Have you allowed yourself to do nothing for a couple of seconds today? How long has it been since you allowed yourself to just be for a short while? We live with this constant doing mentality. There is no time to stop, we go from here to there, and, once we get there, it is already time for the next thing. I call it juggling; it really feels like juggling when you have many tasks to accomplish and places to be at the same time. And so we accept that hectic routine as the regular rhythm for our days. Therefore, most people are not used to stopping. It is easy to notice how annoyed people can get when they have to stop during the day and are forced to do nothing. That happens, for instance, when someone is in a car in the middle of a traffic jam in a highway. That person might be on his way home, to eat dinner with family or maybe just to sit down in front of a TV and start to doze off. No matter what, people just get annoyed to have to stop and do nothing, to just be. When a person has to sit at the waiting room in the doctor’s office is another example. If he has nothing scheduled after that, allowing himself to simply be there waiting would make things a bit easier.
It is impressive the number of people who don’t know how to do nothing for just a couple of seconds. I was one of them. My mother is still one of them despite all my attempts to slow things down, and even sometimes do things for her to relieve her of some chores. Recently, I brought my mother along to enjoy vacation time with me, my husband and our kids. At the hotel pool, I remember her asking me the second day we were there, “now what to do I do?” I replied, “Nothing. Just that. Do nothing, and enjoy it!” She seemed puzzled, but decided to stop asking, because she sensed she wouldn’t get the response she was expecting. A few days later, one of my kids had a stomach ache, and she volunteered to stay with her grandchild in the room for a few hours or until she felt better. Time passed, and the room keeper came to clean the room while they were inside. My mother and my sick child then moved to the veranda so the lady could clean the room. Meanwhile, my mom saw her broom leaning on the wall and… she started sweeping the floor! My kid even took a picture of her doing that, which seemed to be a relief from grandma out of the nothing-to-do game! I think that trip was the first one for her to experience serious relaxation for a week at least. I am thankful for being able to provide her that. But do not think I am deluded, I am sure she went back to her hectic days as quickly as she could after she got back home; and I don’t blame her. That is what she is used to, except now she has tasted the “just being” feeling; she knows there is calmness, a sense of peace and non-rushing that is available to us all the time, if we just allow ourselves to feel it.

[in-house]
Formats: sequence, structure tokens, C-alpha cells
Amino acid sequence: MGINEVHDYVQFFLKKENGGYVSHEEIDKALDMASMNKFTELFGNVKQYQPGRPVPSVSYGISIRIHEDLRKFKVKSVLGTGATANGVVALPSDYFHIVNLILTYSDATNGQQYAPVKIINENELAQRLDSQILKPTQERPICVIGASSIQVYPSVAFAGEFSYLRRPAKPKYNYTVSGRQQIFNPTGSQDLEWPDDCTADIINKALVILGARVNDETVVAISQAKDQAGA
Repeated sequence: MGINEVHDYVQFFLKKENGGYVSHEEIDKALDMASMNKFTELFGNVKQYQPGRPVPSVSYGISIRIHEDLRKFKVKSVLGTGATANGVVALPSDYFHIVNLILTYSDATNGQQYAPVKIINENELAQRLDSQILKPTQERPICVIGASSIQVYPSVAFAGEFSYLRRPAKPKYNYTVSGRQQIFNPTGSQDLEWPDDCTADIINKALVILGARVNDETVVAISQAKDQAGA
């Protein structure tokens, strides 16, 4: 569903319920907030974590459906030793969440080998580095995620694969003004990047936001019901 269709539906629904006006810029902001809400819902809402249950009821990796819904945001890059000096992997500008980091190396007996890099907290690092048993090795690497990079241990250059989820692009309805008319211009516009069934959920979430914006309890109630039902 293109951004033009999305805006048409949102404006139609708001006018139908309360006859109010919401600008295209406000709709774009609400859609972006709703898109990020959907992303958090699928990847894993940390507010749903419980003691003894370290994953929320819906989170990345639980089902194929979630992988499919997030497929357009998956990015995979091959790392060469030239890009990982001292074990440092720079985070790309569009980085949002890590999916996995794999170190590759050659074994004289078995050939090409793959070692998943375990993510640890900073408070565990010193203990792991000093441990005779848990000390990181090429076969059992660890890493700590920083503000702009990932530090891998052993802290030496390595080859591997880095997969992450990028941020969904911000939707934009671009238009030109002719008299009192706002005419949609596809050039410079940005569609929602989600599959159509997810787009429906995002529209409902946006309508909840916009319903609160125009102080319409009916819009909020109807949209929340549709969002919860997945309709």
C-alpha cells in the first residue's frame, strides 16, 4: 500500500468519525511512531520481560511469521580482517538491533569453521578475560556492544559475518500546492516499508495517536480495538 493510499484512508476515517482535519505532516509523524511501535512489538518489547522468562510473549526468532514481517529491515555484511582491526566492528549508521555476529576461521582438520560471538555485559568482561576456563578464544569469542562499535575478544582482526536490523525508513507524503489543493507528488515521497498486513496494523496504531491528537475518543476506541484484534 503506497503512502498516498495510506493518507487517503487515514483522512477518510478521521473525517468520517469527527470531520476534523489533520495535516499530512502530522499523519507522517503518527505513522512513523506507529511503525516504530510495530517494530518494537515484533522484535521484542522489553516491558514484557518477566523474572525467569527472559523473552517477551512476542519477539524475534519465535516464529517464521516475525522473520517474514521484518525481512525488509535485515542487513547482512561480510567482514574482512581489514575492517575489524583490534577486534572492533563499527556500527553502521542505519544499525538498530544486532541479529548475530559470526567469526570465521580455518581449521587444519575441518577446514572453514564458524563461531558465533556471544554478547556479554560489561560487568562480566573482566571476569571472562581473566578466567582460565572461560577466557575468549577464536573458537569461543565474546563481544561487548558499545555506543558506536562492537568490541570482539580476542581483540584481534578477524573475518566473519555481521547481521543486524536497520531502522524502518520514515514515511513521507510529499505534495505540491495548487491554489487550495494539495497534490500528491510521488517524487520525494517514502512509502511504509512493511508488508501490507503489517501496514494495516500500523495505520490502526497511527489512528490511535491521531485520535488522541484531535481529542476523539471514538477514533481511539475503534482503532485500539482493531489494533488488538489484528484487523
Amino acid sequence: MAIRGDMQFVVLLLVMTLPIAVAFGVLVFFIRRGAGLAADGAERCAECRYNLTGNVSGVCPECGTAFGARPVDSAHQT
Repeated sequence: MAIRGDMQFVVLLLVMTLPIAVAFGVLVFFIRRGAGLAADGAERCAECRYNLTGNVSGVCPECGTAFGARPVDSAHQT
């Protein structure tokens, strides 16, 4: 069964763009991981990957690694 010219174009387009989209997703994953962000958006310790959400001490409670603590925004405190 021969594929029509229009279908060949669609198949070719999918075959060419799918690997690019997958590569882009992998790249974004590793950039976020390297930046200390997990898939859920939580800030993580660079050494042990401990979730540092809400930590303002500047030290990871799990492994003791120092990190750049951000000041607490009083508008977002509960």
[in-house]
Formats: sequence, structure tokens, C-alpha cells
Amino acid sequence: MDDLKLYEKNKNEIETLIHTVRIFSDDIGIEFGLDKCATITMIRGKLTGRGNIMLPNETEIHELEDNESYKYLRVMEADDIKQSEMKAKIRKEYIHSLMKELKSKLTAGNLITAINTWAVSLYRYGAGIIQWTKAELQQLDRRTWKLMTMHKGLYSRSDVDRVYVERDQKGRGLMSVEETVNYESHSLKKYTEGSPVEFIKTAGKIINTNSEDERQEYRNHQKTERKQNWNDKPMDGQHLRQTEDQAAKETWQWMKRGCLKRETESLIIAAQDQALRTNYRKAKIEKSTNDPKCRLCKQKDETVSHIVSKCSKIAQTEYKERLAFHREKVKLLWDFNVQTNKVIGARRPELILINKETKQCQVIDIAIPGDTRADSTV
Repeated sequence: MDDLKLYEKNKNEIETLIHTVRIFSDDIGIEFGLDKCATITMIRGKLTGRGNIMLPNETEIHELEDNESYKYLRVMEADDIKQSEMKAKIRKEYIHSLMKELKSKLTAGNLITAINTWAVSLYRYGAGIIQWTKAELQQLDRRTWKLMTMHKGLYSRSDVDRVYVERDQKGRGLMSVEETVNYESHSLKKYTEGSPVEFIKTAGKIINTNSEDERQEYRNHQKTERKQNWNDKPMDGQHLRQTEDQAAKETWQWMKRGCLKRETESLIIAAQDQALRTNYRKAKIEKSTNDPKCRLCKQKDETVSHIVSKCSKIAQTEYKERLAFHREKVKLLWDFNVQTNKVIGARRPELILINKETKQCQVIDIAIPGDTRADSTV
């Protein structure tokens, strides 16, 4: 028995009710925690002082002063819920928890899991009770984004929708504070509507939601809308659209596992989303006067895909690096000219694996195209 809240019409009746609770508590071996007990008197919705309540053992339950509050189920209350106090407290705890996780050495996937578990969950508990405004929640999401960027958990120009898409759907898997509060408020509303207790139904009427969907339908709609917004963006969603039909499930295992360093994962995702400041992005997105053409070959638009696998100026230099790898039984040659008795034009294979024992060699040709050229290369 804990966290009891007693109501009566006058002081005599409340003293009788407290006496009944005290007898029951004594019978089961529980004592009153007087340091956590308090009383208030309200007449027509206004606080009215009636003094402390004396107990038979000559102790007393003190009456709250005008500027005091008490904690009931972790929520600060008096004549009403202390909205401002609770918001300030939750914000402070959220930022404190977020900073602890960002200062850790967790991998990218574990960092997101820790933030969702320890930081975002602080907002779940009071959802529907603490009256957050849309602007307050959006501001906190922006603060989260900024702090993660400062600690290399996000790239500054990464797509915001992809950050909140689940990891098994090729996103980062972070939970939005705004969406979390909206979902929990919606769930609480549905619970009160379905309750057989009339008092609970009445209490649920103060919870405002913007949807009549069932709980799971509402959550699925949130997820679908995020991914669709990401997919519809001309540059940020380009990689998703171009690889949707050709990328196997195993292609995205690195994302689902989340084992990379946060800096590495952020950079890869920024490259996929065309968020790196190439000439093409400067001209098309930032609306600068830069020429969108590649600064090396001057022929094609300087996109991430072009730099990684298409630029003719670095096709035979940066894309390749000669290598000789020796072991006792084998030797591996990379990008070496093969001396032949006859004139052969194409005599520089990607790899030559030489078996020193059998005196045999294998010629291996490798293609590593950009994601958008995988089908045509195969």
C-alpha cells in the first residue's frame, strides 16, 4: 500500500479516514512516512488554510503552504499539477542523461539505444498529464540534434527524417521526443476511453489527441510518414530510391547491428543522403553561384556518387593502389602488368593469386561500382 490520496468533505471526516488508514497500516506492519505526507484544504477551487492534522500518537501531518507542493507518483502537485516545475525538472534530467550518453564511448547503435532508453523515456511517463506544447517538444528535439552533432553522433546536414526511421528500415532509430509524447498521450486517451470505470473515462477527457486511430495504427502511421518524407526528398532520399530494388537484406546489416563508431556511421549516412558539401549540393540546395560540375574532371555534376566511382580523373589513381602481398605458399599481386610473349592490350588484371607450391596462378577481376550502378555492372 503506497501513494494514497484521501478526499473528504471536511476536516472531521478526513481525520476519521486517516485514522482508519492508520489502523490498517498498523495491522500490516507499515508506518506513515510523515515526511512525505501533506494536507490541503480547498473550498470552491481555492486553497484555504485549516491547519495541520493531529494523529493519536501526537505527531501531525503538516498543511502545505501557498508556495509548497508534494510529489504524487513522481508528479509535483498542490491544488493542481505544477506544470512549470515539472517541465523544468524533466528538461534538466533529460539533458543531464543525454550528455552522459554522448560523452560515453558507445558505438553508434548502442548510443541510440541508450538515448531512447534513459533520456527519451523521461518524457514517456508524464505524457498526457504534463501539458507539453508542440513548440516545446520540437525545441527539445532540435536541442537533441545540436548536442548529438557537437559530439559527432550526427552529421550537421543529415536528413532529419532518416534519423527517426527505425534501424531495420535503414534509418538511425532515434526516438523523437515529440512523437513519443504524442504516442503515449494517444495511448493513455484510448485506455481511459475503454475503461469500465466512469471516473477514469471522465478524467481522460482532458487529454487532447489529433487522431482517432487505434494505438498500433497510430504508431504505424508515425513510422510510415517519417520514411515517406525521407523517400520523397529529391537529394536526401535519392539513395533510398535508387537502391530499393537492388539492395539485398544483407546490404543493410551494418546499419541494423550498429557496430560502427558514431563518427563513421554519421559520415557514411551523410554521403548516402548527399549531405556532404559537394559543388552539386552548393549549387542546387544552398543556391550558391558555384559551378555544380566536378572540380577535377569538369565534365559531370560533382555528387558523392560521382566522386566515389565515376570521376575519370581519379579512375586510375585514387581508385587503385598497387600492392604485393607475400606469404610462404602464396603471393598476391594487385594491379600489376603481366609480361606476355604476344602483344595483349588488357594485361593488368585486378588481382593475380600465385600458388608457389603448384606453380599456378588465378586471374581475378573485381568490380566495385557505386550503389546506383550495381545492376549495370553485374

The example above is referring to slowing down life for a couple of days during vacation time, but my point is you can slow down each day and regroup yourself even in the midst of craziness. You just need to stop for a few seconds, and observe life. People will try many different ways to avoid being still. They will say random things just to break silence or they create barriers out of nowhere to block the emptiness of certain moments. This time I am not even talking about their minds, which hold thoughts almost all the time (I already wrote about it in previous posts). This time I am writing about physical escapes from doing nothing. Some people cough, others tap fingers on a desk while the computer loads a program, others scratch places even though there is no real itch. You can always find something to do, but next time you are in a nothing-can-be-done situation, try to sit back and observe what your mind will come up with for you to do and just watch it pass. I am not saying you should ignore a mosquito biting you (it is not supposed to be some kind of torture!), but that sudden itch on your right arm or neck… is it real or simply some movement your body is craving for at that moment? Allow some mindfulness to happen, and it can teach you so much about yourself. I will love to hear feedback, if you try it someday.